In May, the women’s tennis world no.2, Naomi Osaka, withdrew from the French Open, citing mental health as a reason. Since then, Europe has had the excitement of the Euros 2020 and now we are nearing the end of the Tokyo Olympics 2020. Both tournaments have had their brushes with sports players and athletes speaking out about mental health – what does this discussion say about how our expectations and treatment of sports players must change?
Mental health has taken centre stage alongside the Covid-19 pandemic for the past 15 months, so it’s no wonder that some of the biggest sports stages in the world have felt the affect of this new and important way we are discussing mental health, mental illness and general wellbeing.
The timeline: starting with Naomi Osaka
After Osaka cited her mental health, particularly anxiety, as being a driving force in refusing a post-match press conference at the French Open (which then led to her withdrawal from the competition), a large percentage of the response from reporters and public alike, wasn’t very sympathetic.
Many of the responses alluded to the fact that sports players and athletes have ‘always’ coped with the pressure and requirements of competition before, so what’s any different? Connotations of weakness and a lack of mental resilience were rife.
A perspective on this conversation many did not consider however, was that this has always been a problem for sports players and athletes. The key difference now, since this culture-wide discussion around mental health awareness opened up is that people are being given the language, space and permission to not only speak up about mental health – but prioritise it too.
The environment surrounding the Euros and the Olympics this year is a unique one. After a year of life as we know it literally coming to a standstill, events such as this have garnered extra attention as people all over the world look to sports to provide much needed distraction and a reason to come together.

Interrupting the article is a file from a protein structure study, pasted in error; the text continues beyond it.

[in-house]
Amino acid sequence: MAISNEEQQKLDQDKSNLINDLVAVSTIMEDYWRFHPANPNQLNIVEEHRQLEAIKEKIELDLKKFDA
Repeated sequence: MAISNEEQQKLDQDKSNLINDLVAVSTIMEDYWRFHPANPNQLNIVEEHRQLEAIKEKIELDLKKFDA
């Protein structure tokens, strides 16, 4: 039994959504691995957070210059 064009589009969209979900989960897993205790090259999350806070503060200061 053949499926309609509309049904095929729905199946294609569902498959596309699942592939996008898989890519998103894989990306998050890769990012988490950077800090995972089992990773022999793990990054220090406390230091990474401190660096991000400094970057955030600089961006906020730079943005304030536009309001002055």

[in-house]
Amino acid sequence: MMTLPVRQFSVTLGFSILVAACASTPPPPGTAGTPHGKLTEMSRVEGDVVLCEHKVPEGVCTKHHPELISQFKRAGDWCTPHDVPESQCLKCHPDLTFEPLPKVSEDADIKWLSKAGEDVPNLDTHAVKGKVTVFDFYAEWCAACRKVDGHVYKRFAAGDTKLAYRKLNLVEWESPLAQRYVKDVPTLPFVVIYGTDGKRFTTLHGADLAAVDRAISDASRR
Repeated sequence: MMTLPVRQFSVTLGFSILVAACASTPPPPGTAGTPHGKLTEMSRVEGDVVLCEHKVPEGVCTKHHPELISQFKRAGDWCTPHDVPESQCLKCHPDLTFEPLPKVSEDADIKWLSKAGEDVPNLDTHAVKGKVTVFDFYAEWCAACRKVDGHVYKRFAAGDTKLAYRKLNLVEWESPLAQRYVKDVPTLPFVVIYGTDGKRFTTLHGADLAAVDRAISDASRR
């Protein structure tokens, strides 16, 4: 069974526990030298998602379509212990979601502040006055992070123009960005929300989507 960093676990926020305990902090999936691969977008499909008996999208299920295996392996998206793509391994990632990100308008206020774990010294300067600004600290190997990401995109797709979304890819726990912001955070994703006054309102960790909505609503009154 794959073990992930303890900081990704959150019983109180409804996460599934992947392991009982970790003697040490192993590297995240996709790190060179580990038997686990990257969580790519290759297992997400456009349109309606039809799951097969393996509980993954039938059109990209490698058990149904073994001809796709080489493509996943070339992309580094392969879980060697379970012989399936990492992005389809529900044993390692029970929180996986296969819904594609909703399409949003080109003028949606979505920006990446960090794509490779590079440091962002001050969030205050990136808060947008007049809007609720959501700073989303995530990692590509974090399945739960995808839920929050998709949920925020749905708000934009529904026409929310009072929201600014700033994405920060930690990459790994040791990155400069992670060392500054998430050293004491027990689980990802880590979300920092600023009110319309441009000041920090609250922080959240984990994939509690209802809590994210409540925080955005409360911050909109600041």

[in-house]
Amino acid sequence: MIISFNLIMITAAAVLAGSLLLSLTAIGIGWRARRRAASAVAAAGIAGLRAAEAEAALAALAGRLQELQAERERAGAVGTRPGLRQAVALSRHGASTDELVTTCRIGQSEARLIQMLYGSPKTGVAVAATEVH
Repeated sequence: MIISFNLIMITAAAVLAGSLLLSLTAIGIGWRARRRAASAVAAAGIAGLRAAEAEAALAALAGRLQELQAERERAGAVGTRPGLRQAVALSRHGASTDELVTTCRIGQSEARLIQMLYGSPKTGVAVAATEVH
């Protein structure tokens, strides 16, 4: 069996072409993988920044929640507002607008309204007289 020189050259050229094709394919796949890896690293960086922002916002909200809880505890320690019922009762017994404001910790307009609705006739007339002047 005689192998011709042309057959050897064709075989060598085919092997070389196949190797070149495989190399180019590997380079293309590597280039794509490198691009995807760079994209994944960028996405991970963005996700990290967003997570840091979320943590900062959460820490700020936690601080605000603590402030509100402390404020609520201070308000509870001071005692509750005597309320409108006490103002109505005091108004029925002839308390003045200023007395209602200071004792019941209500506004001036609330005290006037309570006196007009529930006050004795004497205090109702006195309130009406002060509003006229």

The sports players and athletes involved are sure to be feeling the pressure after a year in isolation, not able to train in the ways they normally would, and having to prepare for competition in an entirely alien way to meet Covid restrictions, compounded with this is the fact that the Euros and the Olympics are two huge sporting events in which players and athletes not only represent themselves: but their countries.
Along with the ability to speak about this pressure and its affects in a way not seen before, comes the fact that sports players and athletes now face a kind of pressure that even five to ten years ago was not as prevalent as it is now: social media.
The constant 24/7 news cycle, on top of the constant stream of judgement, pressure and often ridicule sports players and athletes can be exposed to on social media is at a height in 2021 that has developed so rapidly, it’s as though we have barely had time to adjust, react and respond to it appropriately when it comes to safeguarding.
The Euros and the particular pressure felt by Black players on the England team
Last week, England player Tyrone Mings opened up about how he struggled with his mental health during Euros 2020. He stated that even after working hard with a sports psychologist, his mental health took a knock: “I think I’m a lot more hardened to outside influences now, but my mental health did plummet. And I have no shame in admitting that because there were so many unknowns about me going to that game.”